ii. Complacency and indifference are big problems in the Church, and counteract Christ's call to us!
c. This Harvest can also be seen as the image of the End Times, the Day of Judgment, when we will be called to account for what Christ has done for us and how we responded. There is frequent imagery of this throughout Scripture (Ezra 4:30-32; Isa. 17: 13; 66:24; Jer. 13:14; 15:7; 51:33; Joel 3:12-14).
d. The laborers are few: God calls us to reach the lost! Previous verses tell us that Peter opened his home, Matthew invited his friends, and the healed, blind man spread the news.
e. Luke 10:1-16 shows us some reasons why people fail at this needed call. Mainly, it is difficult and dangerous, and most just will not respond, no matter how much they were given first. If you feel rejected, it is not you that is being rejected; it is God who is (Luke 10:16)!
f. Jesus' prime mission was to seek disciples to make His work known. Our primary mission is to do the same-to make disciples (Matt. 8:18-22, 28:18-20).
If you find yourself being indifferent, with no compassion for the lost, and hurting in your church or in your life, then you have a big problem! This is a problem that most Christians have, a problem that can be remedied by prayer, and earnest surrender to His Lordship. If you or your church are the ones who think, "Hey, I am too busy for this," "I have other important things to say and do," "I cannot be interrupted from my comfort and complacency," consider how Jesus interrupted Himself for you (Heb. 7:25)! Can we really say we have compassion for the lost if we have made no effort to teach others the gospel (Jer. 20:9)? We have to be willing to work accordingly to God's direction, and no other. May the Word and deeds of our Lord inspire and motive you and your church! Remember, all we do is in the hands of God; we are called to follow Him, obey, and pray. These are difficult tasks, but take comfort. He owns the harvest and we will receive His empowerment and backing for the task (John 14:12). Remember, prayer does not merely equip us for a greater work. It is the greater work!
1. How is being a Christian like being a farmer?
2. Since our Lord is the quintessential Model of faith and practice, what does this mean to you? What are you modeling to those around you?
3. Do you gain confidence and trust for empowerment to serve, knowing that our Lord does not merely sit aloof in Heaven, with no idea or comprehension of what it means to be a human?
4. This passage tells us that the biggest barrier to what God has called us to be is not how the people will respond to us; rather, it is finding those who will go! What are your thoughts on this?
5. Do you believe that being idle, and not responding to our Lord shows we may not have any compassion, trust, love, or care? How does the fact, that Jesus is the One who has given us so much, without merit, motivate you?
6. Jesus modeled for us what ministry really is. So, what is it? How does your church interpret what ministry is?
7. Some churches view ministry as sitting in an office chair closed off to the community, and people going to meetings without applicable results. Why? What would Jesus say to them?
8. Read Ezekiel 34:1-16. What are the parallels to this passage in Jesus' ministry? How is it the responsibility of the leader to feed the sheep?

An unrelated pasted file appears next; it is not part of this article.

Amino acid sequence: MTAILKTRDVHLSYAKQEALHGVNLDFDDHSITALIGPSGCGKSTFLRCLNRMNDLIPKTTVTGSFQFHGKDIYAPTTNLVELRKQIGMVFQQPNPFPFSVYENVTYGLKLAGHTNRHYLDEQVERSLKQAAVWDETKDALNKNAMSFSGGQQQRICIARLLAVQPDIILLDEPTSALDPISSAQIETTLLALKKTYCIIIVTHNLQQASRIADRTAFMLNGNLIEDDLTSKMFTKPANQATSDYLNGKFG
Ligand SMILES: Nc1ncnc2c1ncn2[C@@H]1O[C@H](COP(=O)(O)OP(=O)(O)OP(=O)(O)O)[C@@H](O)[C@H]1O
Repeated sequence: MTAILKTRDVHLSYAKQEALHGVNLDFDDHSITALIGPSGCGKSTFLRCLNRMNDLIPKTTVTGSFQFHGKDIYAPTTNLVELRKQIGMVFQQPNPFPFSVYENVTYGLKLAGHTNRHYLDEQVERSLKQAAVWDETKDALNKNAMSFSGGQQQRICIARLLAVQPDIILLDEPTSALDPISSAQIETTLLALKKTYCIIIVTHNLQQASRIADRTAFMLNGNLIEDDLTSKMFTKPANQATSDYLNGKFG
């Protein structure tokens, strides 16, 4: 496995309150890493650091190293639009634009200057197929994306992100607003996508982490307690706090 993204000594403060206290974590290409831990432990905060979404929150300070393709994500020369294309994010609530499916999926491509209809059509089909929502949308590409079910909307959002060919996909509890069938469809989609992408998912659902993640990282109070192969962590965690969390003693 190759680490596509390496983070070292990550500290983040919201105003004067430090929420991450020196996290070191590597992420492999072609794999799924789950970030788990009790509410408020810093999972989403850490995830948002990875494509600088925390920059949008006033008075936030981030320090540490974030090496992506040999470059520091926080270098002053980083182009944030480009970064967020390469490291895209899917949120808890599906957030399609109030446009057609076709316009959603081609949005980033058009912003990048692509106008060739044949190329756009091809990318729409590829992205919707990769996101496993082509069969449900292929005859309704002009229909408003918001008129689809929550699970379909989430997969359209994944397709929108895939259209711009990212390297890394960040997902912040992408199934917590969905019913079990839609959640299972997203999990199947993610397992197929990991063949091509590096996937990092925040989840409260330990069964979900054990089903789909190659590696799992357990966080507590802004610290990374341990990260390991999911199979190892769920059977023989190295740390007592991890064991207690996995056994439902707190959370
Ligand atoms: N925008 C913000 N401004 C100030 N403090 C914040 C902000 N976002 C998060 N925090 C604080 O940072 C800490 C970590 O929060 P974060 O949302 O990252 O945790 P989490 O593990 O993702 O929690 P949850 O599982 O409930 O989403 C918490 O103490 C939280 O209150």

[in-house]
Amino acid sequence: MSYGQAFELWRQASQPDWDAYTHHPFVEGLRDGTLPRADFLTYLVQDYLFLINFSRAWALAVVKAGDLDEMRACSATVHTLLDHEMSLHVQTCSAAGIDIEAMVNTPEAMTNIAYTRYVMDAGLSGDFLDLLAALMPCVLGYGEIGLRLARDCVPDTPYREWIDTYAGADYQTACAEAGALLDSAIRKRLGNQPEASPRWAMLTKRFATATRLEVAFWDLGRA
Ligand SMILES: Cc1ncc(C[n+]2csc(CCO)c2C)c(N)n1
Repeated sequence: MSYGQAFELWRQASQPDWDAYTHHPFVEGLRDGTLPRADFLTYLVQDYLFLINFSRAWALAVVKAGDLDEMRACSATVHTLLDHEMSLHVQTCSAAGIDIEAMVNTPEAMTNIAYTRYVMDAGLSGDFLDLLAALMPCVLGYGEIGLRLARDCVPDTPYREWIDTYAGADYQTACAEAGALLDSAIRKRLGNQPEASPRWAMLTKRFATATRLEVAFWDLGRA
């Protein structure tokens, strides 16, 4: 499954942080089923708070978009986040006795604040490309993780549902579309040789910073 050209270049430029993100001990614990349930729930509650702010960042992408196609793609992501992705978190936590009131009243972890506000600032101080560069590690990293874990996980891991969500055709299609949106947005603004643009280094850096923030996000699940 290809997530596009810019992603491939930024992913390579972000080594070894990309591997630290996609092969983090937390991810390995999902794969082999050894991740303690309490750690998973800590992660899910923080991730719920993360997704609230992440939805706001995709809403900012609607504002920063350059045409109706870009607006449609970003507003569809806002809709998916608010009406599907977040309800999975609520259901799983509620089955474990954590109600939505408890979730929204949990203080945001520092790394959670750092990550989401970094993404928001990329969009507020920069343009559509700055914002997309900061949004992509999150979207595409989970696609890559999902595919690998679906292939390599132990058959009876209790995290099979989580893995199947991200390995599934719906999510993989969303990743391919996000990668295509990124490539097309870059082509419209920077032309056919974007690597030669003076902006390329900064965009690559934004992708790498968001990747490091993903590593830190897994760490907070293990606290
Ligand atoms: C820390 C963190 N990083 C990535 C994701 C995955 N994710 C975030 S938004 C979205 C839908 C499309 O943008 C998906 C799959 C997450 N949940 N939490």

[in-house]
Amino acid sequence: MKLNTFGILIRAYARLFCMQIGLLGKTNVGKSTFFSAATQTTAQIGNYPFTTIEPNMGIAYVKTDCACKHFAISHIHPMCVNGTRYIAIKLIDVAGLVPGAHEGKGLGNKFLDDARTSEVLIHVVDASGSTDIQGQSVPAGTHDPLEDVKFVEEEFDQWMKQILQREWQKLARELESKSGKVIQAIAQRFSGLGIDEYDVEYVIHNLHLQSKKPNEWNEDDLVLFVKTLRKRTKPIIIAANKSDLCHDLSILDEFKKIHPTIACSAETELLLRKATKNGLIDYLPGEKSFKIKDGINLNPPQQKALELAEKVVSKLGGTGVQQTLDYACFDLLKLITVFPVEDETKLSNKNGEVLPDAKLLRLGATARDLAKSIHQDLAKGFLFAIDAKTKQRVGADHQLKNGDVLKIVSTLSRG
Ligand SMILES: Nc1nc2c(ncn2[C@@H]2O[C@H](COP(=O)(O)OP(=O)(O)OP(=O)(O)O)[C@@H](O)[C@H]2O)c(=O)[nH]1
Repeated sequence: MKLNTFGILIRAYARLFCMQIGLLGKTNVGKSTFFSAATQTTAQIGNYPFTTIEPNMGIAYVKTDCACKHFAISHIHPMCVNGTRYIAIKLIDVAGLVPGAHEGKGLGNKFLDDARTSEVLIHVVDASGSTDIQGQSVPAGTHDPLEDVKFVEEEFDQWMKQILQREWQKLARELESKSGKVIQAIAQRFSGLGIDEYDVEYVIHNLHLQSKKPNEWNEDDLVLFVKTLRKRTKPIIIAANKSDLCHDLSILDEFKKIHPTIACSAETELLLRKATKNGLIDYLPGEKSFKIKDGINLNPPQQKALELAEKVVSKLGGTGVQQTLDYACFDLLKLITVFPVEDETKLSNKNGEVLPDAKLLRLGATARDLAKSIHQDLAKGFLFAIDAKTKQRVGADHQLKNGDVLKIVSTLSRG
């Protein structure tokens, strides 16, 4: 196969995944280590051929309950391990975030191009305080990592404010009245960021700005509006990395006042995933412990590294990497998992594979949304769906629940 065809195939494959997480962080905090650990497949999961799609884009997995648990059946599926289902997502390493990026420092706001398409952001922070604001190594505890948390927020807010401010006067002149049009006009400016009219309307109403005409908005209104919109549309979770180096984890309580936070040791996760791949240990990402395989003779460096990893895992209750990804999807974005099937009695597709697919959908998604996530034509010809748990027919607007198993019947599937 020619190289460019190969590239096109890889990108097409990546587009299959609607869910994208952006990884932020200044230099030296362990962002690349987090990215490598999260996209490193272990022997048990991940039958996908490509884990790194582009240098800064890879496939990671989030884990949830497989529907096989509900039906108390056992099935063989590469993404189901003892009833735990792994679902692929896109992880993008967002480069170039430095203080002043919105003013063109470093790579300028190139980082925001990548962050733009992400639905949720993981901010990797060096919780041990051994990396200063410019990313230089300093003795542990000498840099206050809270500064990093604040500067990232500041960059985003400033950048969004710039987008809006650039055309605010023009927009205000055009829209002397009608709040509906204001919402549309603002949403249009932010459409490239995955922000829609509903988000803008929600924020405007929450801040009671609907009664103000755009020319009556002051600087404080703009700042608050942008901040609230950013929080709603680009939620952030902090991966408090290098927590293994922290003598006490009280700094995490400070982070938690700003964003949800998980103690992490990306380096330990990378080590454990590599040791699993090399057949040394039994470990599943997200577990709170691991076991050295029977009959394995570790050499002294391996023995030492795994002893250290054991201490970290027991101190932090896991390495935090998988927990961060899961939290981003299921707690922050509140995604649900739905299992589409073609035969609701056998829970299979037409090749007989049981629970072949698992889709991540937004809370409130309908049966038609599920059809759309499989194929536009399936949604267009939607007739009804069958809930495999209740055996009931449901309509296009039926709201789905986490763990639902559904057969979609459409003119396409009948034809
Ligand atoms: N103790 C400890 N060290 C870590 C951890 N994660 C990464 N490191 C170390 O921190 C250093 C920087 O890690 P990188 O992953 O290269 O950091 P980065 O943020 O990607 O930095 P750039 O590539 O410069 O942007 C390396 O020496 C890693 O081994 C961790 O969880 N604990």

9. Jesus is often motivated by compassion. The question we have to ask ourselves is, are we? So, are you?
10. Are you moved when you see a person in distress? What about when you are in a rush? What makes, or motivates you to serve?
11. Why do you suppose that many Christians seem to lack the motivation to put their faith into action and harvest the fields?
12. If you feel you lack compassion or are indifferent, would you be willing to allow God to teach you how to love? If not, what is in the way?
13. How does complacency counteract Christ's call? How have you seen this in your experience? Do you believe that the inactivity of most churches shows a lack of compassion? How would compassion make a dead church rise and serve?
14. How are the fields ripe where you are? Do you see the urgency, the passion, and reason to go and make our Lord known? He may not be calling you to go to Outer Mongolia, but what about your co-workers, your family and friends, even those in your church?
15. If you ever felt rejected while doing evangelism, remember, it is not you that is being rejected. It is God who is. How can this help motivate you to harvest more?
16. Are complacency and indifference big problems in your church? If so, why and to what extent? What can be done about it?
17. Can we really say we have compassion for the lost if we have made no effort to teach others the gospel? Why, or why not?
18. We have to be willing to work accordingly to God's direction, and no other. What can you and your church do to make sure you stay with God's precepts and plans?
19. The works of Jesus are to be our works. In ministry, we are to minister. In redemption, we are to show Christ's redemption to others. He is our foundation and represents all that we are and do. How can you and your church make this even more so?
20. Do you realize that a church can be a lonely, desolate place, where few find hope or friends? What can the pastoral staff do so this will not happen at your church?
© 2003 R. J. Krejcir Into Thy Word Ministries www.intothyword.com